Arch of Trajan
In an unlikely setting of towering loading-dock cranes, piles of coal, and railroad tracks stands the Arch of Trajan, one of the most intact ancient Roman commemorative monuments. Its builder, Apollodorus of Damascus, the architect for Trajan's markets and column in Rome, set his creation on a podium (altered by an imposing staircase in the 18th century) near the Adriatic shoreline. The Corinthian-columned monument, with its many cornices, inscriptions, and statues of Neptune and others was commissioned by Emperor Trajan to symbolize the securing of the port for sailors. Today a coal distribution plant occupies much of that port area and the resulting corrosive dust, along with wind-borne salt, auto exhaust, and train vibrations have had their effects on the arch. However, much of the adjacent, blighting industry will be relocating and the railroad tracks dismantled. This is the right moment to proceed with proper restoration – including documentation, cleaning, consolidation, and environmental monitoring – that would enable the arch to reemerge in a new, improved context.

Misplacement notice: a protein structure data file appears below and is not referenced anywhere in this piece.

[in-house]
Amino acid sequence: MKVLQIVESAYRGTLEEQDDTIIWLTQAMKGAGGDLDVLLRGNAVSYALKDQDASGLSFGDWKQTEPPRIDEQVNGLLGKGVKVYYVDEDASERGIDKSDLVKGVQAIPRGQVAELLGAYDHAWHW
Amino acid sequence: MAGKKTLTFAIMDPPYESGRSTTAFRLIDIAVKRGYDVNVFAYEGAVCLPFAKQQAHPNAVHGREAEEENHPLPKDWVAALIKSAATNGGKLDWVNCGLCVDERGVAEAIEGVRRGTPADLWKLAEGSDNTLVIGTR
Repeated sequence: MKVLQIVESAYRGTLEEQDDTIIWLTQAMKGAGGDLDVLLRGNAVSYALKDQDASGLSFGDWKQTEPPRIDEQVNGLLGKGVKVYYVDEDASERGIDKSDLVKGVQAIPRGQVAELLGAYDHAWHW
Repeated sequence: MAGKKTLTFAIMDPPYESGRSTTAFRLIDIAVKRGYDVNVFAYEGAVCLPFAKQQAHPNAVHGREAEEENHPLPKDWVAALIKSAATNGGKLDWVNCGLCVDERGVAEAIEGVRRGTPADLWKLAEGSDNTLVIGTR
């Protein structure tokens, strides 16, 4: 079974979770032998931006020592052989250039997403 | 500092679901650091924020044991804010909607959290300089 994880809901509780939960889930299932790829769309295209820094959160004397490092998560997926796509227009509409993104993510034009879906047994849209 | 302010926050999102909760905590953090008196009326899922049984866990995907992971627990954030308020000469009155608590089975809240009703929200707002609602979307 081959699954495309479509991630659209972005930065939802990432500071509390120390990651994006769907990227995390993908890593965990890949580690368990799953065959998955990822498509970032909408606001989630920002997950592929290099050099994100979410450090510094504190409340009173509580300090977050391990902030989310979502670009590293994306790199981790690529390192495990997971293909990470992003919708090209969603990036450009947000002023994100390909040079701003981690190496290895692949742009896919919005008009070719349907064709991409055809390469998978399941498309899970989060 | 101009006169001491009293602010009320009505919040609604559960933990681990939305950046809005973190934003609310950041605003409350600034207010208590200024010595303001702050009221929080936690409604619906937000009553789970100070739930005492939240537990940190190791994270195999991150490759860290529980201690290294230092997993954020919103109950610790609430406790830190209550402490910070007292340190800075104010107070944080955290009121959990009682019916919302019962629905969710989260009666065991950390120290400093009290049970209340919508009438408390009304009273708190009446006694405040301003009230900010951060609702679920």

Since the Watch
Following Watch listing in 1998, city and port authorities of Ancona drafted a new master plan for the port, at the heart of which stands the arch. The monument was restored by the archaeological authority of the Marche region in 2002. The marble surface was carefully studied and monitored, and after cleaning, was treated to protect against future degradation from atmospheric pollution. A new lighting system was also installed around the monument. January 2011